What kinds of things do you like doing together? Cooking together would be a fun way of supporting Spanish – choose recipes in Spanish and favourite dishes and make the dish together while you speak Spanish. Or going to buy the ingredients together. You know your child best, so you’ll need to spend a little time thinking of activities or situations that might hook his interest and motivate him to start speaking.

Translation activities where you talk about how you say something in Spanish and English and pointing out similarities and differences is very good for language development as it builds what is called metalinguistic awareness – being able to talk about language using language. For example, I have a colleague who is Serbian. I speak Irish. The word for goodbye in Irish means elephant in Serbian and we always laugh about that. You could talk about how it’s easier to learn to read in Spanish because the spelling is more phonetic and there aren’t as many irregularities as in English. You could put some sentences into Google Translate and see what it churns out and have a laugh about the silly translations it produces.

How about a treasure hunt where the clues are in Spanish? This way he gets to read in Spanish and will most likely read the clues aloud in Spanish and you can have discussions about what they might mean.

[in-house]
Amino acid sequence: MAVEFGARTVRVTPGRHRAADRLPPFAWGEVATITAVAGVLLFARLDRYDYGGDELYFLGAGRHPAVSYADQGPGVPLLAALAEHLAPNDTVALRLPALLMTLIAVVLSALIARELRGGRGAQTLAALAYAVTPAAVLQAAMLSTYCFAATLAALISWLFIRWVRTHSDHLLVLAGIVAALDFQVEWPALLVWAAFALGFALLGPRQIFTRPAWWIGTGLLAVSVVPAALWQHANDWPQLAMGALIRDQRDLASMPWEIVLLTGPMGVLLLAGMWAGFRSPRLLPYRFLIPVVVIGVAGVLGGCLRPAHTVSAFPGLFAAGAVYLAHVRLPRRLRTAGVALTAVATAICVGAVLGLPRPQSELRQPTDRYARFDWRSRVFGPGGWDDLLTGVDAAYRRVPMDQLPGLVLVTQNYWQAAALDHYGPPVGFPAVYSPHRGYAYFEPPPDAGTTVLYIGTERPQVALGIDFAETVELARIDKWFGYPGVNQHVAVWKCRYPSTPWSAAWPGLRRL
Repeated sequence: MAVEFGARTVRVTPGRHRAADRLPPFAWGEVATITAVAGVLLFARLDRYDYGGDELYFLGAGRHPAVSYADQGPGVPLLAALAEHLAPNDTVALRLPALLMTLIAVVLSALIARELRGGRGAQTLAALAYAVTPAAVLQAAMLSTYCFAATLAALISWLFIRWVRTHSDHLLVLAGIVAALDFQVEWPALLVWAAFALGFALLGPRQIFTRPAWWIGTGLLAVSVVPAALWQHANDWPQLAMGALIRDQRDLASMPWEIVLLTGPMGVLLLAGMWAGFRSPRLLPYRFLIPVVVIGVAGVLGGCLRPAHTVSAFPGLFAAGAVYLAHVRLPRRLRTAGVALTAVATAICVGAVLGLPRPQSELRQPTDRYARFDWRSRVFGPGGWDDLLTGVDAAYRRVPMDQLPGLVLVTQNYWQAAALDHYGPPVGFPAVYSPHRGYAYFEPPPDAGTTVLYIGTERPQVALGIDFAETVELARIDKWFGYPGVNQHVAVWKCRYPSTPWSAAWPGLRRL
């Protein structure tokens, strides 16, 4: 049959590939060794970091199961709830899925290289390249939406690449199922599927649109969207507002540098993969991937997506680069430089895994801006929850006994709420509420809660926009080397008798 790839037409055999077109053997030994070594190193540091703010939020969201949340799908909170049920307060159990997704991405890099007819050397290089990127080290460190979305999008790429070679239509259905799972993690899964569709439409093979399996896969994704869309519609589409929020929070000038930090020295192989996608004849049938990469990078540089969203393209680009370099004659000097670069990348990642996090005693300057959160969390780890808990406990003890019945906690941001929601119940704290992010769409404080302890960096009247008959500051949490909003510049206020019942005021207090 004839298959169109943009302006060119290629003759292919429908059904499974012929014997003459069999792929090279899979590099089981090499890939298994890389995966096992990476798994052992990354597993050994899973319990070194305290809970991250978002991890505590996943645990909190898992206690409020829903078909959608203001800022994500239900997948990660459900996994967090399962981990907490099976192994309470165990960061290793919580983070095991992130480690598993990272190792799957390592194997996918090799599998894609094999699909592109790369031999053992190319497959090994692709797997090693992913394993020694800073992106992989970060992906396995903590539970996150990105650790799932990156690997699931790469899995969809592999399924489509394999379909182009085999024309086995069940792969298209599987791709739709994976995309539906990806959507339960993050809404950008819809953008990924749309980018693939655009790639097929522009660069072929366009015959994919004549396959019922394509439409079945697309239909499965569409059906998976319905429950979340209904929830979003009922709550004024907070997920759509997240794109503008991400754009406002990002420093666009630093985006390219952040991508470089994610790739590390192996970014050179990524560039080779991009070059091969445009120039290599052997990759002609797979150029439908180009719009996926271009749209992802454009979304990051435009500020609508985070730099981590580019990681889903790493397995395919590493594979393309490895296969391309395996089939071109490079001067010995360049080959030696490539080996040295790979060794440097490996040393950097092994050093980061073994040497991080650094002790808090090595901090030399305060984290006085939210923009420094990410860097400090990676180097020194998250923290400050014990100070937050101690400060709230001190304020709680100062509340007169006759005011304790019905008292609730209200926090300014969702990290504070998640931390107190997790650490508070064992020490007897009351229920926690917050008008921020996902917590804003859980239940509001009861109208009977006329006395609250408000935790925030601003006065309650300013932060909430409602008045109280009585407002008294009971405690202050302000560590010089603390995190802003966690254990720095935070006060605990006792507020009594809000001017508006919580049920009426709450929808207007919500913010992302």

Or you could do a Google search for riddles in Spanish and have a contest to see who can guess the answers quickest.

Of course, he may now be out of practice and a little self-conscious about speaking Spanish so it will take some time for him to start to use it. Once this happens, you could try things like taking turns choosing what language to speak at dinner time or on an outing together. You can decide to do this for five minutes to start and then extend it as he gets more confident.

If you want to try some sneakier tactics, you could start by being slower to respond to him when he speaks English – a little like being slightly hearing impaired when you hear English but not when you hear Spanish.

The most important thing is to keep going and not give up – it will be worth it in the long term.

Good luck with it all!

Mary-Pat


Mary-Pat O'Malley-Keighran

Mary-Pat O'Malley-KeighranMary-Pat is a lecturer, author, researcher, speech and language therapist and lover of all things to do with speech, language and communication. She has over 20 years’ experience of working with families and 14 years’ experience of teaching in university. Mary-Pat has done extensive research in communication: parents’ experiences of speech and language therapy, story-telling in bilingual children, how newspapers tell stories about adults with communication problems, how midwives and pregnant women talk to each other during hospital visits, and more. She is passionate about humanizing the health care and education systems by showcasing the importance of how we say what we say. She also passionate about understanding children’s perspectives in communication with adults so that we can communicate more compassionately with them. Mary-Pat is currently a lecturer in speech and language therapy at NUI Galway on the lovely west coast of Ireland and you can find her blog at Talk Nua.